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More positive expectations about drug use predicts earlier initiation.

While substance use throughout the lifespan is bad, substance use initiation in earlier adolescent years is particularly associated with negative consequences. Research has shown that perceptions and perceived expectations of adolescents affects their substance use. This study attempts to further general understanding by looking at the relationship between perceived expectations and early use onset. Researchers followed high schoolers from 9th through 12th grade and surveyed them about beliefs and behaviors with drugs. They found a correlation between perceived positive effects of alcohol, tobacco, and marijuana and earlier use by adolescents. Researchers also found that perceived negative outcomes delayed the onset of marijuana use, but not alcohol or tobacco use.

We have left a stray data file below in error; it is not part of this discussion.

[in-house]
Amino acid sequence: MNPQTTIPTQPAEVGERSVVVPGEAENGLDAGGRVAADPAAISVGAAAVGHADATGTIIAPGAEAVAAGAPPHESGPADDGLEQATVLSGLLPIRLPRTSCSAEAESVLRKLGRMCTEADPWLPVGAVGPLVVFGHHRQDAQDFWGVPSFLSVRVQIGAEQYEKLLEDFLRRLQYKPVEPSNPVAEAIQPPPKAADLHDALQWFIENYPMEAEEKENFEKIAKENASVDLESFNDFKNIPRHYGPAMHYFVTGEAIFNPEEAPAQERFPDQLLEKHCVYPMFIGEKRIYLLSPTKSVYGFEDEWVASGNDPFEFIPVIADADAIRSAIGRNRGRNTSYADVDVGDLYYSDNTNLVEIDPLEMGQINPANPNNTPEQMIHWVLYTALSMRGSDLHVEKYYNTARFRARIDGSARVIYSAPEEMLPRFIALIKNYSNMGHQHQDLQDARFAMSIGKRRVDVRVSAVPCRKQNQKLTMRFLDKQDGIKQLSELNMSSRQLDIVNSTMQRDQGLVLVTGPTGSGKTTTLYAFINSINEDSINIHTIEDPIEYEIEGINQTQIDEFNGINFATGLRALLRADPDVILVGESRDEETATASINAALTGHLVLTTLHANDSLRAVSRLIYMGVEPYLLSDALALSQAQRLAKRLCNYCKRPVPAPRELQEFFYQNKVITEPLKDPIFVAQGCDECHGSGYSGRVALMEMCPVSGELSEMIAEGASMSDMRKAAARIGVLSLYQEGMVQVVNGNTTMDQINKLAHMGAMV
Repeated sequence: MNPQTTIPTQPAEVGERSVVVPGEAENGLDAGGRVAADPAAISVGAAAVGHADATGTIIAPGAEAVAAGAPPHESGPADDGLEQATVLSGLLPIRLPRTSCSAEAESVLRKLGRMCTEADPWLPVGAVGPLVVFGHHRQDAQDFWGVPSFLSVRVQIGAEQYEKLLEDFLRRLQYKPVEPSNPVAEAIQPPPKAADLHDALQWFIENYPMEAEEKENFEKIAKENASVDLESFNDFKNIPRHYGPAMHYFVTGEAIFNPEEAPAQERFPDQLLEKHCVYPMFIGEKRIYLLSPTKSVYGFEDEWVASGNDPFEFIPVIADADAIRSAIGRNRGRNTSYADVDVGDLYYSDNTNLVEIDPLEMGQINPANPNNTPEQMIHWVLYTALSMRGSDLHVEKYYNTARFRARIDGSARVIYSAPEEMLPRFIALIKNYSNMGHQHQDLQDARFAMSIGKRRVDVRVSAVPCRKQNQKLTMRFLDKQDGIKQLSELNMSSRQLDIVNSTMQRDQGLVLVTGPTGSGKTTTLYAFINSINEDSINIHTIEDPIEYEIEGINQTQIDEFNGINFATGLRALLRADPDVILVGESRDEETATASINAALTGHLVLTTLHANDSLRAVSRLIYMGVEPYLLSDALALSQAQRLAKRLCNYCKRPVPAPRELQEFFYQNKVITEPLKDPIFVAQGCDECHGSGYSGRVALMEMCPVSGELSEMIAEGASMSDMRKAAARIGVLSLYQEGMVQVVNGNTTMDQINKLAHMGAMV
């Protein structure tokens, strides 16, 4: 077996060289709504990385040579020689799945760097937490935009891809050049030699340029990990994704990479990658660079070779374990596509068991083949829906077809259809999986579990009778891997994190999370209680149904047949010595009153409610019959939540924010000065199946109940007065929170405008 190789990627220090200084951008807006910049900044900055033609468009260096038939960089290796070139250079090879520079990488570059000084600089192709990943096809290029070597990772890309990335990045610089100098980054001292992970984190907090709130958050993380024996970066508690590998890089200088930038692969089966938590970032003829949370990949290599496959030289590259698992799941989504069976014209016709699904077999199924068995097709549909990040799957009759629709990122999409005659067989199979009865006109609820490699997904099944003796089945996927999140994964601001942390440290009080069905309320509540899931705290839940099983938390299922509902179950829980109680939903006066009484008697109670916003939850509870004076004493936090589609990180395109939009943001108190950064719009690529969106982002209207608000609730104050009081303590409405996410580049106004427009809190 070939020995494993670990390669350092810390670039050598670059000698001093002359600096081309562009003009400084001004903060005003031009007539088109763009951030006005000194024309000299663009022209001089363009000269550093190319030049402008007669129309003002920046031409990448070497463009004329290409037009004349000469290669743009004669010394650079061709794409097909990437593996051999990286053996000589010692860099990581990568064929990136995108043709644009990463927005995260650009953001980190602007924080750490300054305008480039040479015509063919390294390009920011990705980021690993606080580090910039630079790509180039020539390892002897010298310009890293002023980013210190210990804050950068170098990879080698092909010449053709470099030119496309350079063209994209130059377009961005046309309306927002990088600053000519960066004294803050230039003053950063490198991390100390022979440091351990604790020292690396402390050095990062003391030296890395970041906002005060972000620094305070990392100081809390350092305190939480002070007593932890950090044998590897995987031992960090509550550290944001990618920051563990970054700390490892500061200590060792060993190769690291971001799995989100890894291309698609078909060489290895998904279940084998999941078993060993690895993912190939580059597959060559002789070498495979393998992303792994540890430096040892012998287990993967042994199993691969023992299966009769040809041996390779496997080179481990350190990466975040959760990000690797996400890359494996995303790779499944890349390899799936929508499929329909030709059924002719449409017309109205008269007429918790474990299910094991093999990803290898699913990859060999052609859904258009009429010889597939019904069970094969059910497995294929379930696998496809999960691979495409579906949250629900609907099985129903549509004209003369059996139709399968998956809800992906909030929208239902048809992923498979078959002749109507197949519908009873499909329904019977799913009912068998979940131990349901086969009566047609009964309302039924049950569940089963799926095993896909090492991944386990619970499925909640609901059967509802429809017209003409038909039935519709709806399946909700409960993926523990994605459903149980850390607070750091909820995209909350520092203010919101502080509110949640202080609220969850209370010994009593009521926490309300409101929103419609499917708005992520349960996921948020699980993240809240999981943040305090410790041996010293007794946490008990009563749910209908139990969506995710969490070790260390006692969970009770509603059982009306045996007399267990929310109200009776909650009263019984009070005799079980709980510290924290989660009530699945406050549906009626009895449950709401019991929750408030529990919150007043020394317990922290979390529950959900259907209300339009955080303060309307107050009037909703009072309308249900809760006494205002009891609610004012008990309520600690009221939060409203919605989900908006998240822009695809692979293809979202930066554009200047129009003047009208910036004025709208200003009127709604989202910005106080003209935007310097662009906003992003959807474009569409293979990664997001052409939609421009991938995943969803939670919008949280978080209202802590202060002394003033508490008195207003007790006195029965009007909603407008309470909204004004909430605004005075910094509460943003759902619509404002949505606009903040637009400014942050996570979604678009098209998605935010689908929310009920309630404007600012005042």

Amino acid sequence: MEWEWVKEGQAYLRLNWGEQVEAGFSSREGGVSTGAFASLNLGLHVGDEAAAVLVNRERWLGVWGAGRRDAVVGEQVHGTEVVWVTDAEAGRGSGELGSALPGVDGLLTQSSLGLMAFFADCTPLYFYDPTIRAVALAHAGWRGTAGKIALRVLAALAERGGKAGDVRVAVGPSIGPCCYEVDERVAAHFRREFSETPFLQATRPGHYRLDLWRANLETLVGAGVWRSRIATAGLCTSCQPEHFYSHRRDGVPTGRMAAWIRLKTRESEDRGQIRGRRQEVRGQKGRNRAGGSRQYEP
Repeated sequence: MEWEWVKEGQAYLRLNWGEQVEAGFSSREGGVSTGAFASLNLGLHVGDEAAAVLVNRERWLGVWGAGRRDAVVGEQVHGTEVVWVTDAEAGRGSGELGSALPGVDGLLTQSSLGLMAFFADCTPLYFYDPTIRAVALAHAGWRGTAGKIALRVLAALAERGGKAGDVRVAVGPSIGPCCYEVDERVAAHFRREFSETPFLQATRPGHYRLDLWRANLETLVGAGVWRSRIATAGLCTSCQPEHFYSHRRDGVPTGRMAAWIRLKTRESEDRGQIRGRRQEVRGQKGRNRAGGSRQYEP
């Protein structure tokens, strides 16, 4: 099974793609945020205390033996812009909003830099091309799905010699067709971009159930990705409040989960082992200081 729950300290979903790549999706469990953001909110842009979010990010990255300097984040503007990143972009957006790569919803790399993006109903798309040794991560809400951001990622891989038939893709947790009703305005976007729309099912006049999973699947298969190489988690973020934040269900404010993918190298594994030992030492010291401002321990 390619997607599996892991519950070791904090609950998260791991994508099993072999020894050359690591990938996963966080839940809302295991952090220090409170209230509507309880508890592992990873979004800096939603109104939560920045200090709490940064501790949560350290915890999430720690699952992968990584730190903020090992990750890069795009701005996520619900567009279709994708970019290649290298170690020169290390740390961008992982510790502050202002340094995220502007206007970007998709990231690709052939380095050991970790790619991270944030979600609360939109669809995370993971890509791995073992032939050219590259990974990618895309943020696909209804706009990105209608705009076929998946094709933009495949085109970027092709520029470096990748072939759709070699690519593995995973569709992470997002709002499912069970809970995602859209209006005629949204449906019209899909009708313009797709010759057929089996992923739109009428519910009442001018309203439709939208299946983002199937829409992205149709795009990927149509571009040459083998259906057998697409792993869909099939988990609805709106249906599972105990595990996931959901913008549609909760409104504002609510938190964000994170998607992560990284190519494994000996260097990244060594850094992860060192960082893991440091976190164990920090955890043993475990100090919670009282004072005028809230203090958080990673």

The study, "Alcohol, tobacco, and marijuana expectancies as predictors of substance use initiation in adolescence: A longitudinal examination" was funded by the National Institute on Alcohol Abuse and Alcoholism, the National Cancer Institute, and the National Institute on Drug Abuse and was published in the February issue of Psychology of Addictive Behaviors.

Research & Resources